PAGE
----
You see, a vote was taken this spring and summer in America. No ballots were cast, but a vote was taken. No polls opened, but a referendum took place nonetheless. Nobody won this election, but politics lost. Politics lost because it's become increasingly irrelevant to many Americans. Its language is not understood around our kitchen tables. Politics for too many people has become synonymous with slogans, posturing, and it's come to mean the opposite of progress.
Today I have a message for anyone who supported Ross Perot and any American who identifies with that frustration that brought them together: I hear you. You've come through loud and clear. And Ross used to like to say two words more than any others, ``you,'' meaning the people, ``you'' and ``win.'' And today I can say to his supporters, while politics as usual may have lost, you have won. I hear the voices in so many accents say attention must be paid to our jobs, our schools, our families. Attention must be paid to our future. I hear that call, and more than that, I share that frustration.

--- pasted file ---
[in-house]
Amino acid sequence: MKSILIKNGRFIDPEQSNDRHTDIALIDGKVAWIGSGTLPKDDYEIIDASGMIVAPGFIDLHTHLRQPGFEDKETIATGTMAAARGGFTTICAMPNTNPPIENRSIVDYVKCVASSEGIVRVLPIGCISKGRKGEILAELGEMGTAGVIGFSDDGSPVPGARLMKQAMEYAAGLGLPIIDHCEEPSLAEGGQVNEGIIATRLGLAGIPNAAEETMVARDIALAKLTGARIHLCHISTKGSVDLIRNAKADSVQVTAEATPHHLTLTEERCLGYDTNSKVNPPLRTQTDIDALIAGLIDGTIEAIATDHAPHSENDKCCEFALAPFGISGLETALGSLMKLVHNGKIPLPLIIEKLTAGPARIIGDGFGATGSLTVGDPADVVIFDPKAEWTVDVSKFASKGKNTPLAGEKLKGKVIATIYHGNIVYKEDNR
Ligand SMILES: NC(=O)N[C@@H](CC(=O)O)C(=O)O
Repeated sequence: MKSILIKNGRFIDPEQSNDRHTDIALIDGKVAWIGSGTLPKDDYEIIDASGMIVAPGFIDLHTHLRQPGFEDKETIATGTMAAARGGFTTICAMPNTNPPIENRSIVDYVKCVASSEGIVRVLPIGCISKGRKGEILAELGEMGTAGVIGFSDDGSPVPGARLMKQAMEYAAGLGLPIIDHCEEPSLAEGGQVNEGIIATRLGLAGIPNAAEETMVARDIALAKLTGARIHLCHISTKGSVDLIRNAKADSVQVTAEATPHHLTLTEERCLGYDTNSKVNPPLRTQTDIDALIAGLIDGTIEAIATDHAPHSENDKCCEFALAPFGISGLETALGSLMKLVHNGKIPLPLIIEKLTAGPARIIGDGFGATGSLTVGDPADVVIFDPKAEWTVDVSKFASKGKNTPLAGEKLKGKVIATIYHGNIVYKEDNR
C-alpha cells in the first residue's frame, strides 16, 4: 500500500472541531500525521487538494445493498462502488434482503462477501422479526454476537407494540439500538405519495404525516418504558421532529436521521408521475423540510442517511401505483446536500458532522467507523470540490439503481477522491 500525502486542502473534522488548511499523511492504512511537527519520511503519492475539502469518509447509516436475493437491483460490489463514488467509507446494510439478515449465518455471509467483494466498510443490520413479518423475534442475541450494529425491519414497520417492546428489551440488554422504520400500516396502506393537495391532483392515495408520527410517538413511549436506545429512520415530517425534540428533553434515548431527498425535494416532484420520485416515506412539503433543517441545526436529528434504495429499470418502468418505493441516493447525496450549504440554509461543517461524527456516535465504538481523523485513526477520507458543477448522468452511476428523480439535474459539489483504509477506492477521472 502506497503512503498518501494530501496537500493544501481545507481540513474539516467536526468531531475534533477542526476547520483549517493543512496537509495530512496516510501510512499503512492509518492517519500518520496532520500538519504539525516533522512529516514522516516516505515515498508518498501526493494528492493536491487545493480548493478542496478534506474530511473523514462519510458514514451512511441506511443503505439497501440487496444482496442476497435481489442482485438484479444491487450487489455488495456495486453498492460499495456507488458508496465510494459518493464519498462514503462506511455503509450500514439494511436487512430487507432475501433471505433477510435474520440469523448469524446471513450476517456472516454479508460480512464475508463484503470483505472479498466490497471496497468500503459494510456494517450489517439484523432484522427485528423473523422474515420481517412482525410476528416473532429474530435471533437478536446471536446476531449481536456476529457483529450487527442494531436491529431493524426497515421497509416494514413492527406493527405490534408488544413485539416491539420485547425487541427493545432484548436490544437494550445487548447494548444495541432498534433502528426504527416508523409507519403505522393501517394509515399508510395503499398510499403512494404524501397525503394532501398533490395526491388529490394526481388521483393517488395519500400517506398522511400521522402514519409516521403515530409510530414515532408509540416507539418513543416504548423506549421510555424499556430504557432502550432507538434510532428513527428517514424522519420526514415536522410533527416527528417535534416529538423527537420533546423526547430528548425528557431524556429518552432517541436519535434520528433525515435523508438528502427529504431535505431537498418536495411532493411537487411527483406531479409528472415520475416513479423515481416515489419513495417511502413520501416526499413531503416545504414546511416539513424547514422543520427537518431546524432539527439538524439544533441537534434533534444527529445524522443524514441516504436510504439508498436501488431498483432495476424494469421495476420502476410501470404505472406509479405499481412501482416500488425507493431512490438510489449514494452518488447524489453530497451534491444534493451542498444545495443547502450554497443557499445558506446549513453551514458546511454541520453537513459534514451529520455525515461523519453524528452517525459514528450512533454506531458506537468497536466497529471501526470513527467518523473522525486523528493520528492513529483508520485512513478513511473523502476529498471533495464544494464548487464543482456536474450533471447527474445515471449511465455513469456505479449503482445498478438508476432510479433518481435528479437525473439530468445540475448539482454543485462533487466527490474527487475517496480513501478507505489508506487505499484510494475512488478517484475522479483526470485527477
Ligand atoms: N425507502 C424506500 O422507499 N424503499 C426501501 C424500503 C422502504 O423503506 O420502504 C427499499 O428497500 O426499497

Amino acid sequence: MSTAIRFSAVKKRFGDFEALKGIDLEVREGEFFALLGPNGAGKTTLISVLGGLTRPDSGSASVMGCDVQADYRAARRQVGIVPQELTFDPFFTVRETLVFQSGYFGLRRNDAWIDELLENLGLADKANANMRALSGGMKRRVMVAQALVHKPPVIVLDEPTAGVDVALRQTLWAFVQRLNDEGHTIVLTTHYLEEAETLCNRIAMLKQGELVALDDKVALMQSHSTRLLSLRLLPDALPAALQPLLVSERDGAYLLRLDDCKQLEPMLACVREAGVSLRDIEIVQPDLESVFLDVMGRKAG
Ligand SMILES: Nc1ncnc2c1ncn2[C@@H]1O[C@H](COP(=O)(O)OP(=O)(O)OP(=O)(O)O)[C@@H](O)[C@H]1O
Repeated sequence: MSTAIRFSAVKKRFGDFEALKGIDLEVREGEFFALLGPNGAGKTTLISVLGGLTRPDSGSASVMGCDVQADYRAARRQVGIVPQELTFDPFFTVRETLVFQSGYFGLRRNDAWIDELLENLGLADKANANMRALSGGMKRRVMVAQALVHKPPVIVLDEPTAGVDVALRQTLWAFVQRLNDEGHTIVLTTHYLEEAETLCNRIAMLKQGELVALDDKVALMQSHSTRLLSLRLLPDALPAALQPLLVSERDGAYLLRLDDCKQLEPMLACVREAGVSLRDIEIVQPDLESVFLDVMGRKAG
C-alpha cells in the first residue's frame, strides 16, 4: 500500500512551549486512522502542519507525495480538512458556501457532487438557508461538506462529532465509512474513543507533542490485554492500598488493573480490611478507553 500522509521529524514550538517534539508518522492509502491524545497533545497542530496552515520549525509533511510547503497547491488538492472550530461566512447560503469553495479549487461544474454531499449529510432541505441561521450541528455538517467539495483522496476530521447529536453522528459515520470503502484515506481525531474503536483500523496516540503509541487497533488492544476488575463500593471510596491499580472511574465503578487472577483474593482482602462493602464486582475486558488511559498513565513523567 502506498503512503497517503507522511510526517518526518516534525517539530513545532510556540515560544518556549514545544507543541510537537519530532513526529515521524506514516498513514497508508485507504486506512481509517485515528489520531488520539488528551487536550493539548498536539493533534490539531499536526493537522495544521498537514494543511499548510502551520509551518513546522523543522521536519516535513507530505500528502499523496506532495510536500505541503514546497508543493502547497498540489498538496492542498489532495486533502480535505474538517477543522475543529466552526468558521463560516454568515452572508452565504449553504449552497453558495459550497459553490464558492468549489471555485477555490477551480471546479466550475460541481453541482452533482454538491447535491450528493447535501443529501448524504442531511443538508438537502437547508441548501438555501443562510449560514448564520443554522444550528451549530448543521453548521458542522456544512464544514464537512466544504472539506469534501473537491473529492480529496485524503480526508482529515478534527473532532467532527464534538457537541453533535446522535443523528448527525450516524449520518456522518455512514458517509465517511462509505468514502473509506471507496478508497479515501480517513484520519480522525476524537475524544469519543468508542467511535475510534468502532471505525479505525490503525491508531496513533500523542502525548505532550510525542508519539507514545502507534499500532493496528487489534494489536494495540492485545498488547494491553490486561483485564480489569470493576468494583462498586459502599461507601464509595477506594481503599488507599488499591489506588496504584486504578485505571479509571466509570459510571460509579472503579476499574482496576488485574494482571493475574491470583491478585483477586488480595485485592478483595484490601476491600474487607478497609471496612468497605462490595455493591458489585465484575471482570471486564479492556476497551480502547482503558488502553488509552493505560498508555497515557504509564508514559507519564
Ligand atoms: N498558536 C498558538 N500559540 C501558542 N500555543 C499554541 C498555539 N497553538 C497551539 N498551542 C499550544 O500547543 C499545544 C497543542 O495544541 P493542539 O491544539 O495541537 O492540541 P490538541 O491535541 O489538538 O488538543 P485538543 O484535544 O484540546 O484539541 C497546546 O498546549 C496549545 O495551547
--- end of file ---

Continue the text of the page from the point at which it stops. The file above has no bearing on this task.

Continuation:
In my first term in office I have learned that it is far easier to convince the leaders of diverse nations to mobilize to confront a tyrant than to convince the Congress to approve a relatively small tax incentive so that Americans, young Americans, can buy that first home. And we are going to keep fighting for those young Americans.
I say this not to bash the United States Congress but to tell you that the view from the White House looks the same as the view from your front porch. And the system needs repair. My message to the disillusioned and the disaffected is simple: Don't walk away from the system. Don't assume that without a protest vote there is no vote at all. The solution to our challenges today is the same that America has turned to so many times before, that mixture of values, experience, and ideas that we call leadership.